As most creatures settle down for a doze, their metabolic rates dip a little, but when a grizzly bear embarks on its lengthy annual slumber, the massive mammals drop their metabolic rate by a mind-boggling 75%. Prior to their lengthy nap, bears go on a binge as the days shorten and food grows scarce, piling on the pounds to sustain them. However, some grizzlies that reside in Alaska with a plentiful year-round supply of salmon don't bother bedding down through winter. Intrigued by the Alaskan bears’ resilience, Heiko Jansen from Washington State University, USA, wondered if it might be possible to pull hibernating bears out of their slumber simply by feeding them.
Fortunately for Jansen, Joanna Kelley and Charlie Robbins (both from Washington State University), hibernating grizzlies aren't out cold during the entire hibernation season. The bears awaken briefly each day to get up and adjust their bedding, so the team knew they would be able to feed the animals hibernating at the Washington State University Bear Research, Education and Conservation Center each time they arose over a 10 day period. However, instead of feeding the grizzlies a diet packed with energy and protein, the team decided to focus simply on supplementing 57% or 100% of the energy that the animals require to survive hibernation. ‘Bears have a sweet tooth – think Winnie the Pooh’, Jansen chuckles, explaining that Robbins and colleagues had already trained the animals to enjoy bottles of dilute honey squirted into their mouths while the scientists surreptitiously took blood samples; ‘feeding glucose was an easy transition’, Jansen says. Then, the team collected blood samples from the bears to measure their blood sugar and monitored the animals’ activity levels over the following 2 months.
Impressively, the bears more than doubled their activity levels in the days following their 10 day breakfast, but most surprisingly, they were still feeling the beneficial effects – remaining active –almost 2 months later; they were coming out of hibernation. And, when Michael Saxton, Hannah Hapner and Madeline McPhee measured how much sugar was in the bears’ blood 2 h after their energy drink, the size of the glucose spike reduced a little over the 10 day period. Jansen explains that hibernating bears are essentially diabetic; they are unable to absorb sugar released into their blood, just like diabetic humans, hence the spike in blood sugar after consuming glucose. So, although the fed bears weren't able to absorb all of the sugar from their blood, they were able to reduce it; their mid-hibernation glucose snacks were reducing their diabetes-like condition.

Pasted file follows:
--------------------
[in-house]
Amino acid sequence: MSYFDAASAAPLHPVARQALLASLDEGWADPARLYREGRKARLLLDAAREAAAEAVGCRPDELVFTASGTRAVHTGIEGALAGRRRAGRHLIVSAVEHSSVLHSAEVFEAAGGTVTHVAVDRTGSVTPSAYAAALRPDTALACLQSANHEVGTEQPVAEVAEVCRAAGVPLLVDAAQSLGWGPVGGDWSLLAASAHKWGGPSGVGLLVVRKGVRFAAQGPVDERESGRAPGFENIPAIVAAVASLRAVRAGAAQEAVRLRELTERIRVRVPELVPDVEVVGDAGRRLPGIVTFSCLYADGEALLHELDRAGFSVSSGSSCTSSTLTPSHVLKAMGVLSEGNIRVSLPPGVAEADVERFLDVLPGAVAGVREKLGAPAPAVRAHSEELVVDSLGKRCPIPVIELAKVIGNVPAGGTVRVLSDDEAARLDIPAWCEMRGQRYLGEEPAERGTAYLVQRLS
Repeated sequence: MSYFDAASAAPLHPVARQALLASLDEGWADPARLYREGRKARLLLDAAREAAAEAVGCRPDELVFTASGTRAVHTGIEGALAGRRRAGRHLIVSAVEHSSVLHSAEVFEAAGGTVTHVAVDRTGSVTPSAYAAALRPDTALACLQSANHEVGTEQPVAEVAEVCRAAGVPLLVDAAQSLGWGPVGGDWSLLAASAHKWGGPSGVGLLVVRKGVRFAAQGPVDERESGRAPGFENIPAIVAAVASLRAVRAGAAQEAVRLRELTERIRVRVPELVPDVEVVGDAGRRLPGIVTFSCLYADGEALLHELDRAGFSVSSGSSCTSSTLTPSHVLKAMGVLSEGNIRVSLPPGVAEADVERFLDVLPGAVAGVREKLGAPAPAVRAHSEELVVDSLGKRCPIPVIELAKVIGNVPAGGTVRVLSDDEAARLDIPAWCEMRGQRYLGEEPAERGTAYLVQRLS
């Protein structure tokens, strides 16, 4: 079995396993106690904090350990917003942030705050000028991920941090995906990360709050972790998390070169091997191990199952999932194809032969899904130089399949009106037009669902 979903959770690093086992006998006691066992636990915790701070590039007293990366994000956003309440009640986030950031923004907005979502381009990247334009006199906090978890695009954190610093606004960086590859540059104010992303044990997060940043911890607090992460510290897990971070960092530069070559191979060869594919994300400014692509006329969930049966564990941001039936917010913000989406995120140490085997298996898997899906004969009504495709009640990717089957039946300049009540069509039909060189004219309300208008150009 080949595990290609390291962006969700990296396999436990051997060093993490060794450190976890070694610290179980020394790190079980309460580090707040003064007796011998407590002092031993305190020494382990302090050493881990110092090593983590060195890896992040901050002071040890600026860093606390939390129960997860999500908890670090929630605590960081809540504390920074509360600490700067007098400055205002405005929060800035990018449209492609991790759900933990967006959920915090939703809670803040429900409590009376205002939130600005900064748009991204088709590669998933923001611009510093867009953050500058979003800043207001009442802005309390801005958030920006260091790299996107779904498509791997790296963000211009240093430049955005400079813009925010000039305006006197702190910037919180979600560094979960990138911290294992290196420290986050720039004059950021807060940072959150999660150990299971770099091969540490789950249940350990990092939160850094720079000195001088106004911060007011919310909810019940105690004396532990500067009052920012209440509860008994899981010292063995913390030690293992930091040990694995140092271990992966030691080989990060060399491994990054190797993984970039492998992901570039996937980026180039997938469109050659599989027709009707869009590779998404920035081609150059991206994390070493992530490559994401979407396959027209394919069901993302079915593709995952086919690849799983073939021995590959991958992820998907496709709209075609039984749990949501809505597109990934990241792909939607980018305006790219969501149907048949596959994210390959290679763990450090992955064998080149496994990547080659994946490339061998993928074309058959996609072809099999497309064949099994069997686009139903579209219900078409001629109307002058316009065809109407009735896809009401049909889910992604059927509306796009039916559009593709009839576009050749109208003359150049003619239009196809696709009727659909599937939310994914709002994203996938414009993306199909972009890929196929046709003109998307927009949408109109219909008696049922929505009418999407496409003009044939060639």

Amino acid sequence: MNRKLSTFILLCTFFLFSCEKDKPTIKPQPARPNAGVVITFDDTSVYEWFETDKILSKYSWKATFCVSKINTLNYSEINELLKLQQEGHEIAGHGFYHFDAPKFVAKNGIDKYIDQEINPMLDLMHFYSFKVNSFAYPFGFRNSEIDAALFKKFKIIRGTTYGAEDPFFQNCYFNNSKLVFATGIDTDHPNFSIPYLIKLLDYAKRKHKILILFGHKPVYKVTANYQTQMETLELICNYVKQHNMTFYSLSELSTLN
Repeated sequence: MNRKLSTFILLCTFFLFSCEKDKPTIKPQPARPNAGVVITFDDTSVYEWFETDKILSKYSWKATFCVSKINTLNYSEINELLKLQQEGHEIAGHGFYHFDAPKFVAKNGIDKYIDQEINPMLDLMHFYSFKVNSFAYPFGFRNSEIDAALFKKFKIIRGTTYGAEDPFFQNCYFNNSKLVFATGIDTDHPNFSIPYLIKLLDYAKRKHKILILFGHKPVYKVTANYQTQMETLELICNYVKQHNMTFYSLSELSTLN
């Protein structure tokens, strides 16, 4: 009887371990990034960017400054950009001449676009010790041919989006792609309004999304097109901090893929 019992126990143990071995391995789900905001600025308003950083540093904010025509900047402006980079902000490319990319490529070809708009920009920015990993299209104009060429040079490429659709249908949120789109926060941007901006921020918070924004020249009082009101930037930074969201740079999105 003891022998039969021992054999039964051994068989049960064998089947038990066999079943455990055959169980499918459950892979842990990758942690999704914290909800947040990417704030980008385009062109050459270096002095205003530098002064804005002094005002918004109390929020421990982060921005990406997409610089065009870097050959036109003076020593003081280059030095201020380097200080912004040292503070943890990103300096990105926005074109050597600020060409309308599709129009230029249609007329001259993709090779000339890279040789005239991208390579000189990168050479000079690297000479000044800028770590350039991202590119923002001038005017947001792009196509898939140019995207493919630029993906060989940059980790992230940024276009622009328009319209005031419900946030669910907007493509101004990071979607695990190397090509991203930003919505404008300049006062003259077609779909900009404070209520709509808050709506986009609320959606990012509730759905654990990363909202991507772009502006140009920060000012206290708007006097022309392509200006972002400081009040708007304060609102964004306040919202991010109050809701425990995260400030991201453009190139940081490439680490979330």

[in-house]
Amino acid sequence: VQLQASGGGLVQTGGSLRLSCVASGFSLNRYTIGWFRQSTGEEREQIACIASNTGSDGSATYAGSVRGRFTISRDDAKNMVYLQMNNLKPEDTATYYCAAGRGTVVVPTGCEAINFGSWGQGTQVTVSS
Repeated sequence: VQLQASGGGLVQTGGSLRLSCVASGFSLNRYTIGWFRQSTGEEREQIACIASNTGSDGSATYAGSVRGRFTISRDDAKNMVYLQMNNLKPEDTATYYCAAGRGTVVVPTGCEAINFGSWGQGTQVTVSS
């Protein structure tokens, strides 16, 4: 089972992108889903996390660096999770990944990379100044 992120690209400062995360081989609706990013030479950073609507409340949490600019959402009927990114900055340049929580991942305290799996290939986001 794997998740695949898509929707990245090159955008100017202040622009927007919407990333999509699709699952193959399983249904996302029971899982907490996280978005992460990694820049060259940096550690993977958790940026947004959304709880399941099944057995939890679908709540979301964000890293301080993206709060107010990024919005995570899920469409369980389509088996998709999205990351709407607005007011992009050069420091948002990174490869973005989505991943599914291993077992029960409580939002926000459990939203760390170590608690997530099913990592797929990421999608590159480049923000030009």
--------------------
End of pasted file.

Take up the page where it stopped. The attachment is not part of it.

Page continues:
In addition, Anthony Carnahan found that the fed bears’ metabolism was running faster than the metabolism of fully hibernating bears – their hearts were beating twice as fast (∼20 beats min−1). ‘These changes did not approach active season level, but they were persistent’, says Jansen. And when Brandon Hutzenbiler measured the metabolic rate of fat cells collected from the hibernating bears before and after they were fed, the metabolism of the fed bears was running 33% faster than that of the fully hibernating bears; the glucose supplement had boosted their metabolism.
Feeding energy to bears, in the form of glucose, during hibernation does bring them partially out of their seasonal slumber and now Jansen and Kelley are keen to add carbohydrates, fats and protein to the dormant grizzlies’ diet, to find out whether a full menu can completely revive the animals at the time of year when they should snooze round the clock.